Day 4 - 10 hrs (7 with the wife mixing pool patch)
We finished patching the pool starting with the bottom. I tried to make the stairs look a bit better, but it is really hard to work with the patch material to get it to look right. I am going to let it harden and see if I can make it better with the polisher. I polished the floor and sides with a 100grit pad.

We have had issues with some dirt dropping into the pool under the metal coping in several spots. There is just a foam backing pad in there right now so tomorrow I am going to put some caulk in there. Not sure which type of caulk resists the occasional splash from the pool so if anyone has any suggestions that would help. After caulking there is just one spot left to patch (found it right at the end while polishing), fix the steps, clean up, then start filling with water.

I can't wait to see blue water again. This project was definitely a lot of work and my body is sore!

Does anyone know how long pool patch takes to cure? The directions just say to keep it wet for 15 minutes.
 

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WhiteWine

Well-known member
Nov 4, 2018
57
Orlando
I think it looks great. I don't think the plaster needs to wait at all before adding water. By the time your done you can start putting water.
 

balrok

Member
May 8, 2020
6
Green Bay, WI
Day 5 - Mostly at the store picking through all of the types of caulk
I removed the old foam from around the pool and went to the store to get some caulk while my wife cleaned up the tiles with the pressure washer. There are far too many types of caulk. My plan is to fit a small backer bead in the gap between the pool and slab around the pool and then caulk it. Then I can fit a larger backer bead in the area that overhangs the pool and then caulk over that area.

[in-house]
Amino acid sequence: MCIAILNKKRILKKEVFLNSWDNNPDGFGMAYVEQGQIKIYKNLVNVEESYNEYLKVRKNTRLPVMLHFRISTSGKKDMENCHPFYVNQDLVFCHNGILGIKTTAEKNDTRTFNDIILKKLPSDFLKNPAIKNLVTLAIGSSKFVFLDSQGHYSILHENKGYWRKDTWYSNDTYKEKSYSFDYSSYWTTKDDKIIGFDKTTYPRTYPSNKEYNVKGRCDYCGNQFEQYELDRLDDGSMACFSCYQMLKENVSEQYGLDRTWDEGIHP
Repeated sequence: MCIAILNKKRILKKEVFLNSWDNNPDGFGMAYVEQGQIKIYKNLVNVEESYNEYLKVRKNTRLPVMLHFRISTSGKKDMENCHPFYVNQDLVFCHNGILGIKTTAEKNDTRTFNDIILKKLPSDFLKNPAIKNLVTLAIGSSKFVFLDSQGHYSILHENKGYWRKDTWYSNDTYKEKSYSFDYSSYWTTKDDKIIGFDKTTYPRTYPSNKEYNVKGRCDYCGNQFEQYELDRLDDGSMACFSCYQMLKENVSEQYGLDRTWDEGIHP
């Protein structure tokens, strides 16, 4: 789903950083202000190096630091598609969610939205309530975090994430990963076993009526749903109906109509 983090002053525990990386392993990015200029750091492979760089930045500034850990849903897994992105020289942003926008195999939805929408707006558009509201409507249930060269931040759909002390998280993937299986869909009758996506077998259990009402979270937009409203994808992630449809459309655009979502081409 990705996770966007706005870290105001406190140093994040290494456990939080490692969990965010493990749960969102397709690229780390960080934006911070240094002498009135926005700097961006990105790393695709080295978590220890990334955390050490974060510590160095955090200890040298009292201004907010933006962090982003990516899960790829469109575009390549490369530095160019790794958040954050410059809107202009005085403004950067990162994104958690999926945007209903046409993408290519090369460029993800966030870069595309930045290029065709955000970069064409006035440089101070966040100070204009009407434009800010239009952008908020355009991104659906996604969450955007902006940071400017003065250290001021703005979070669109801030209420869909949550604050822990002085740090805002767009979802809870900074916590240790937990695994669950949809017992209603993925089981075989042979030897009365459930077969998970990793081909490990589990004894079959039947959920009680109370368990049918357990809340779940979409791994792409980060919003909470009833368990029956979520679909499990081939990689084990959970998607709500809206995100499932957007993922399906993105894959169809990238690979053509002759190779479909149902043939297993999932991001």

I didn't find a definitive type of caulk that is best for pools so I looked for something rated for exterior use so it would have UV protection. It needs to be water proof obviously. It needs to adhere to both concrete and the metal coping. It also needs to be able to stretch. Water cleanup would also be nice.

100% silicone would be great for most of those, but they specifically said that they are not for cementitious (yes the label actually had that word) use. I ended up getting White Lightning 3006 Ultra Siliconized Acrylic Latex Elastomeric Sealant. It has 70% elasticity so it can stretch pretty far.

I spent too long at the store so I will apply the caulk tomorrow and finish up anything else that needs attention.

I will need to fill the pool up soon before I find more things to fix!
 

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balrok

Member
May 8, 2020
6
Green Bay, WI
Day 6 -5hrs with help from my wife
Caulked around the pool and put in a small 3/8” backer rod in the gap. I will add a larger backer rod to fill in the rest tomorrow.
We tried a couple different techniques until we found one we liked.
I took the grinder to smooth out the edge of the steps. It’s still not the best, but it is much better than before. In the process of the final cleanup we found a few small spots that looked like they were eaten away so I chipped them out and threw a quick patch over them.
Cleanup involved using the power washer water broom to get everything to the bottom. Then using the utility pump to pump most of it out. Followed by sucking up the rest with a shop vac. I used the pressure washer to clean out the remnants because it has a lower flow rate than the garden hose so less water to pick up with the shop vac.

We found yellow stains around the main drain and the pressure washer didn’t take them out. I also tried TSP and that may have faded the stains. The wife’s go to is soft scrub so we let that sit on the worst stain and after about 10 minutes we wiped it off and the stain was off. We spread some around the other spots while we cleaned up tools. Soft scrub is highly concentrated bleach so we have high hopes that any other yellow spots that wouldn’t come out will come out later.
At that point the wife gave the final okay and I turned on the hose to fill it up!

It has been quite the project to fix so many issues with the pool. I learned a lot along the way so hopefully others will find these posts useful in the future.

I know my pool has many thin spots so another layer of plaster will be in the not so distant future. I will probably go the route of SGM bond kote followed by SGM diamond brite. There is a local pool guy that I would hope would do the plastering if I got all of the material and whatnot.

I will get a couple pictures after I get the pool all filled up. With the hot days ahead I can’t wait!